Once upon a time, Darius Wade looked poised to be a long-term starter at Boston College - someone who the offense could have been built around over the course of several seasons.
Those plans seemed to buckle in September of 2015 when Wade went down with a season-ending injury in the ACC opener against Florida State. We all know what happened after that: a carousel of QBs the remainder of the season, and a historically poor offense.
We don’t know for sure at this point whether Wade being passed over for fifth year transfer Patrick Towles was due to a lack of faith that Wade could be an effective starter, or due to Steve Addazio’s seemingly reactionary decision to shift to a “pro style” offense in 2016 (though that transition hasn’t worked particularly well).
What we do know is that things haven’t really been working out on offense this season. And while it would be unfair to point the finger solely at the quarterback - who has been victimized by a higher percentage of drops than any other QB, and also suffers from inconsistent o-line play - it’s pretty clear that the fifth year transfer is not really the solution to BC’s offensive woes.
It’s unfortunate that Towles is battling injuries at this point, and we certainly hope he’s able to overcome them. But I’d be lying if I said I wasn’t personally rooting for Darius Wade to get his shot to start - and rooting for him to succeed.
First off, I think he deserves his opportunity. He was considered good enough to get the nod last fall, but after injury and the offensive failures without him, a change was made, and he was buried behind yet another fifth year transfer.
This is his third year in the program now, but he’s still only seen limited minutes. Through it all, nobody’s ever heard a single complaint from Wade. It would be easy and reasonable for him to be frustrated by seeing two fifth year QBs come in during his three years in the program, but he has kept his head down and done his job when called upon.
Secondly, a change in QB and perhaps a change in the way plays are called could provide a little spark to an offense that desperately needs it. The offense did take a slight tick up last year when John Fadule took the reigns at QB. It still wasn’t good, but the spark he provided made them a little more competitive for a period of time.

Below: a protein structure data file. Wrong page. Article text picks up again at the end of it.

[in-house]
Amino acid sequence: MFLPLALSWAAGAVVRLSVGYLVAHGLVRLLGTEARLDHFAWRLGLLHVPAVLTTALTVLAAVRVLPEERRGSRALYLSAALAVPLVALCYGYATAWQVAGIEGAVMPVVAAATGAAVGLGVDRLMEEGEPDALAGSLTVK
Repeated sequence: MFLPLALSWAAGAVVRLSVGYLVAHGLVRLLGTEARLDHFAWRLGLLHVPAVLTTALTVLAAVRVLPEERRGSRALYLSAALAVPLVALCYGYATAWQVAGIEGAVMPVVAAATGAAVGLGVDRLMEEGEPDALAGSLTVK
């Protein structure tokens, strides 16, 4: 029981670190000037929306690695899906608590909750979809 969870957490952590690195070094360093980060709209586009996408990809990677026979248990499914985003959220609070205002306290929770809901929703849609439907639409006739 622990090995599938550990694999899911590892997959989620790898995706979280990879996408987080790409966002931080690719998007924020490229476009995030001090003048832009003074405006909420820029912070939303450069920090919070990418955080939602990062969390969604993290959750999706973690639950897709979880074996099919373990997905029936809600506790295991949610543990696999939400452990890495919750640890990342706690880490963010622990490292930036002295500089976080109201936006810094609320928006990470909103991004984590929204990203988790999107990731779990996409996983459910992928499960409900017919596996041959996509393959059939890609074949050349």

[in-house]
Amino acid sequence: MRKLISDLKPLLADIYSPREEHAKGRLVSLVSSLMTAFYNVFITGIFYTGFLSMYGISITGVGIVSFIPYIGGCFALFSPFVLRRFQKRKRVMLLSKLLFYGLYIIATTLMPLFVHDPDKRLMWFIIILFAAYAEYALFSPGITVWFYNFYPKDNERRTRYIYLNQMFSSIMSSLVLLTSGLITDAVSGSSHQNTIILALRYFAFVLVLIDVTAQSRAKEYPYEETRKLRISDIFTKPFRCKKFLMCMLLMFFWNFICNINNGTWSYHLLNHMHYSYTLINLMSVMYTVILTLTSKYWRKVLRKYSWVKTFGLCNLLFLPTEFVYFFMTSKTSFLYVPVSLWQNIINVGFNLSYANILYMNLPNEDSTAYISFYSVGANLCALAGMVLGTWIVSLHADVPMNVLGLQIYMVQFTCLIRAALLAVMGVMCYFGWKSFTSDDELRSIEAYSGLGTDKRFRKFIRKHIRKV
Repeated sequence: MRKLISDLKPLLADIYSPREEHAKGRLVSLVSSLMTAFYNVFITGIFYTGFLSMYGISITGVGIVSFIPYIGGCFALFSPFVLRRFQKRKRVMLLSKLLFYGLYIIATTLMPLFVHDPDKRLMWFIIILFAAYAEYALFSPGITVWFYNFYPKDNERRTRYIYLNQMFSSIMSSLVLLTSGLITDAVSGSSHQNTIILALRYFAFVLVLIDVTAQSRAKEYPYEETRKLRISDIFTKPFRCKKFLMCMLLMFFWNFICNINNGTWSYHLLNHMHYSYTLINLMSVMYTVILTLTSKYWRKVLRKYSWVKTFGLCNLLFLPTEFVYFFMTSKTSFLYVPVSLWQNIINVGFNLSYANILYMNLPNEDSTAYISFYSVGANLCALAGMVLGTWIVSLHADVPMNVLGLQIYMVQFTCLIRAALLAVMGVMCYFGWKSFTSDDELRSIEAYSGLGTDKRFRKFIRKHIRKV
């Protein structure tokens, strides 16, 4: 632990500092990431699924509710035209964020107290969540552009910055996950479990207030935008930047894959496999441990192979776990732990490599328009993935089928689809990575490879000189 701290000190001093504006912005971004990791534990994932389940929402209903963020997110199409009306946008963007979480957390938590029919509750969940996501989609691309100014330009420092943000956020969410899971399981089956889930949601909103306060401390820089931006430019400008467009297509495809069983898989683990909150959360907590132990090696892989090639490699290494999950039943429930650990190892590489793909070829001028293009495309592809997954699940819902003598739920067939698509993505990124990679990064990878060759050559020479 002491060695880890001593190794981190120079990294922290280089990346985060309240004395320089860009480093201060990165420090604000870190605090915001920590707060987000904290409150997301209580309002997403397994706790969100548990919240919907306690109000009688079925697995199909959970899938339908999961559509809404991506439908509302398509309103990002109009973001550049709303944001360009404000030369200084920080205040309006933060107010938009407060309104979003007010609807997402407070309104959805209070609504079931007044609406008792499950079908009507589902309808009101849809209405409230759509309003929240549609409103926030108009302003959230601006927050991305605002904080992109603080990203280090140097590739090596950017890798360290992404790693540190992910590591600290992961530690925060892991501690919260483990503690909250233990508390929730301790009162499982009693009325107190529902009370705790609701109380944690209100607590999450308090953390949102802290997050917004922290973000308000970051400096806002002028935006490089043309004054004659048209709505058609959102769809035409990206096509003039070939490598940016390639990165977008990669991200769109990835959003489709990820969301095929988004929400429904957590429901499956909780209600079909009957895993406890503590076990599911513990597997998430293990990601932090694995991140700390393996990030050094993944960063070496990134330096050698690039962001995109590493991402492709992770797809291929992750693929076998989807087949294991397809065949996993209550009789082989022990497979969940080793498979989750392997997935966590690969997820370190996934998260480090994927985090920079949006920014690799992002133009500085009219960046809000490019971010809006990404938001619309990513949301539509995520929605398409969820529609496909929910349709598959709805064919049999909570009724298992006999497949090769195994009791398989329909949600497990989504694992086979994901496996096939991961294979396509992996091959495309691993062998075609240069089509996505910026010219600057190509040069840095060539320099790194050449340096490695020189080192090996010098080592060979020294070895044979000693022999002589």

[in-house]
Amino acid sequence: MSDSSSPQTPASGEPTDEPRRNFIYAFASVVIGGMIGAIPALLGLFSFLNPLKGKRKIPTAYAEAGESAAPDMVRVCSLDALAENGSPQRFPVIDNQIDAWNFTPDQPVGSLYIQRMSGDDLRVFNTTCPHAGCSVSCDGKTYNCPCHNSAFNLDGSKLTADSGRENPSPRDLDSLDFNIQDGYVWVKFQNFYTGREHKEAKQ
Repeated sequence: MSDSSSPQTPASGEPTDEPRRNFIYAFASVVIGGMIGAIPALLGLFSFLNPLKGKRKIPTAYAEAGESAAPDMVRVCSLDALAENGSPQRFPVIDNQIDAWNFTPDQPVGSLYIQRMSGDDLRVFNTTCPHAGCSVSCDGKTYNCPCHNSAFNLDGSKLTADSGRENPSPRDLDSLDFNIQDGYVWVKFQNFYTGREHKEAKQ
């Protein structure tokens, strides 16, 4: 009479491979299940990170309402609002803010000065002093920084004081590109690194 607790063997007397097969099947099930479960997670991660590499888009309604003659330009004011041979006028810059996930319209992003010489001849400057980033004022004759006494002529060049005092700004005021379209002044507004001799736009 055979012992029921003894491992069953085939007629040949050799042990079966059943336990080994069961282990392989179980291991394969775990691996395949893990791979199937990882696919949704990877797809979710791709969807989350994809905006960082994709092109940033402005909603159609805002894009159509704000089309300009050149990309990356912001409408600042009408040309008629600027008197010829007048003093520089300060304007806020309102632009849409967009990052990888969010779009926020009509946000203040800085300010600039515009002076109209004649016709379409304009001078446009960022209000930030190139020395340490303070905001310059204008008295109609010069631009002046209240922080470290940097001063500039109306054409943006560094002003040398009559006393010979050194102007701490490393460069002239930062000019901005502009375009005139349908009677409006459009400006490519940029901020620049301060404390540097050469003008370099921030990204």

Patrick Towles and Darius Wade seem pretty similar in terms of top-end speed, but Towles has not really been utilized as a runner except when plays break down - and the decision on when to run vs. when to pass has been one of his struggles this season.
Addazio describes Wade as someone who is better at running with a “quicker change of direction,” someone who might be a little more elusive and perhaps be more inclined to be used on option plays, designed runs or misdirection. If BC can get those plays in to their repertoire, then mix in successful play action passing, then they could have something.
There was plenty of shouting over BC’s offense the first two years of Addazio when Ryan Day was here, but I and most of the others here at BCI defended it for one simple reason: compared to what preceded it and what came after it, it was effective. Across all sports, teams that may generally have less talent than the big names are able to have a measure of success by finding something unorthodox that works for them and sticking with it, getting really good at it.
The hope for me going in to 2015 was that Wade could build off of the offensive style based around misdirection, option plays, and a variety of different kinds of run plays that could keep the defense back on their heels - and hopefully mix in the play action pass in a way Tyler Murphy never could, because Wade seems to have a much better arm, and BC’s receiver corps was being overhauled.
Obviously, dropping Wade in midseason makes it unlikely that you’re going to see a dramatic change for the better, given the lack of reps. But if it means tweaking the playbook and trying something a little more coherent, it could be a great turning point for the offense.
Above all else, though, I’m rooting for Wade to succeed, because he’s worked hard and plugged away at it - and he deserves his chance to sink or swim.